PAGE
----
While there’s no hard evidence on the ancient use of Golden Teacher mushrooms specifically, it’s a logical assumption considering the widespread use of the fungi worldwide.

 

The Modern Discovery of Golden Teacher Mushrooms

The Golden Teacher mushroom species has mysterious origins despite global popularity. The timeline of its discovery amid Western culture’s newfound appreciation of psilocybin goes something like this:

  • 1906: The species is first described as Stropharia cubensis by American mycologist Franklin Sumner Earle in Cuba.
  • 1907: French pharmacist and mycologist Narcisse Théophile Patouillard identifies it as Naematoloma caerulescens.
  • 1939: Ethnobotanist Richard Evans Schultes publishes findings in a Harvard University leaflet on the use of magic mushrooms in Mexico and its effects on the nervous system.
  • 1941: American mycologist and founder of the journal Mycologia, William Alphonso Murrill, names the Golden Teacher mushroom species Stropharia cyanescens in Gainesville, near Florida.
  • 1949: German-born mycologist Rolf Singer moves it to the Psilocybe genus giving it the name Psilocybe (“bare head”) Cubensis (“coming from Cuba”).
  • 1957: Gordon and Valera Wasson partake in a mushroom ceremony in Central America under shaman Maria Sabina’s guidance. They publish their now-famous findings in the May Edition of Life Magazine.
  • 1980: Golden Teacher magic mushrooms are found growing wildly in Florida.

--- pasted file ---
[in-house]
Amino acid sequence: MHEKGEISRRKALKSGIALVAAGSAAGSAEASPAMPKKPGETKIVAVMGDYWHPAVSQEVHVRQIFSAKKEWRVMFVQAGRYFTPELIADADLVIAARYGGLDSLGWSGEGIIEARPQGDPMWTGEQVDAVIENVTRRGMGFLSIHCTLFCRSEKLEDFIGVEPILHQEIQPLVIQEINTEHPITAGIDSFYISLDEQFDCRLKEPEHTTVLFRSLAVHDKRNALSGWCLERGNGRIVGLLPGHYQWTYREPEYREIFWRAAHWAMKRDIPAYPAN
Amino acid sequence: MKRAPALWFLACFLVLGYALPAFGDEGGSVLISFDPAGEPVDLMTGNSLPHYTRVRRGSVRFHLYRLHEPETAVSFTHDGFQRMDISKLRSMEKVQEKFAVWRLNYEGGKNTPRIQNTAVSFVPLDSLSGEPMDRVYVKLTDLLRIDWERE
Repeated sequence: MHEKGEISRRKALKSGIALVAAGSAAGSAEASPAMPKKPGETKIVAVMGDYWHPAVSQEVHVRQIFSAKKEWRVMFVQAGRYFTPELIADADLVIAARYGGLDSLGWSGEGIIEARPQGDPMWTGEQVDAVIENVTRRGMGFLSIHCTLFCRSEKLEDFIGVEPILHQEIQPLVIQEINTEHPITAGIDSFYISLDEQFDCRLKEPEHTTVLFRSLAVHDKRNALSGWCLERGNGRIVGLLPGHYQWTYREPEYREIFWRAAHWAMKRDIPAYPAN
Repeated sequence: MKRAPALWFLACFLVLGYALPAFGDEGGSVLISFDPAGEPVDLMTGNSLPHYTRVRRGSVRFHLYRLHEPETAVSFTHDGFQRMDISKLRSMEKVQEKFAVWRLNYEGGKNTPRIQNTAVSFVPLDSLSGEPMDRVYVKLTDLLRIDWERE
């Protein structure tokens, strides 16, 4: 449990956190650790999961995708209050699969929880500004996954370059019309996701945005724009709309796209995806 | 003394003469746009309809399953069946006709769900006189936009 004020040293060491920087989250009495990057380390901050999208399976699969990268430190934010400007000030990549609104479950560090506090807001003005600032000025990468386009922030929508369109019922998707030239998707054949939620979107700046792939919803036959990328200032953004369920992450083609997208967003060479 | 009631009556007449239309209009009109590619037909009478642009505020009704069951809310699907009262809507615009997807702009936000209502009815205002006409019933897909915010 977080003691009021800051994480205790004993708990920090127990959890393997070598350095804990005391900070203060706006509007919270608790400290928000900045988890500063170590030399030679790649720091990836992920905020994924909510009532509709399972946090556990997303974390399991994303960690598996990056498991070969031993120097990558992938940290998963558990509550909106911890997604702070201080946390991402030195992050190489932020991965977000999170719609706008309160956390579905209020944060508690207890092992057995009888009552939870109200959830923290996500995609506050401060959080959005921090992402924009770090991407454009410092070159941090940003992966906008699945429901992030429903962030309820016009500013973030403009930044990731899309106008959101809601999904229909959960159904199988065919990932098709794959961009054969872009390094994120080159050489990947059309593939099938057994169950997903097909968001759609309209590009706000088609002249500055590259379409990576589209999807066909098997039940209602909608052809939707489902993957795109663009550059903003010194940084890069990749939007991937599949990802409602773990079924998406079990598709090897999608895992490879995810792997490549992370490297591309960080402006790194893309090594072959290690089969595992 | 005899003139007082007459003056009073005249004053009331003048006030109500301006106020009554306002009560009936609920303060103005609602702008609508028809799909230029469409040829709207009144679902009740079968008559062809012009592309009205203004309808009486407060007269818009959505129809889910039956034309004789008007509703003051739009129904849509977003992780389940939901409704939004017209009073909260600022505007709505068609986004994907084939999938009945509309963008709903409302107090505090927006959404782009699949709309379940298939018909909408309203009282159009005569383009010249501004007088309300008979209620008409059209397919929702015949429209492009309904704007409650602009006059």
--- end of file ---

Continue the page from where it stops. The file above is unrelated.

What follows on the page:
Word quickly spread in the psychedelic scene, primarily because these shrooms were different from other known varieties. Their large, meaty structure and elegant, yellow-speckled golden caps set them apart.

Another popular origin story says that Golden Teacher mushrooms were actually Hawaiian PES shrooms renamed by a Dutch grower. According to the account, when the veils break, the entire mushroom can sometimes have a golden-yellowish color, disappearing before maturity sets in.

However, Hawaiian PES and Golden Teacher mushrooms are quite different in appearance, effects, and potency. It’s more likely that GTs landed up in Florida through a type of spore dispersal known as zoochory.

Cattle egrets fly alongside cattle, preying on insects they track through spore-filled cattle dung and vegetation. Upon migration, they carry the microscopic spores to other suitable habitats, sometimes thousands of miles away.

 

 

The Psychedelic Renaissance and GT Shrooms

Nixon’s infamous War on Drugs put an end to research on the therapeutic effects of psilocybin. Psychedelics like Golden Teacher mushrooms were effectively demonized along with the likes of Cannabis.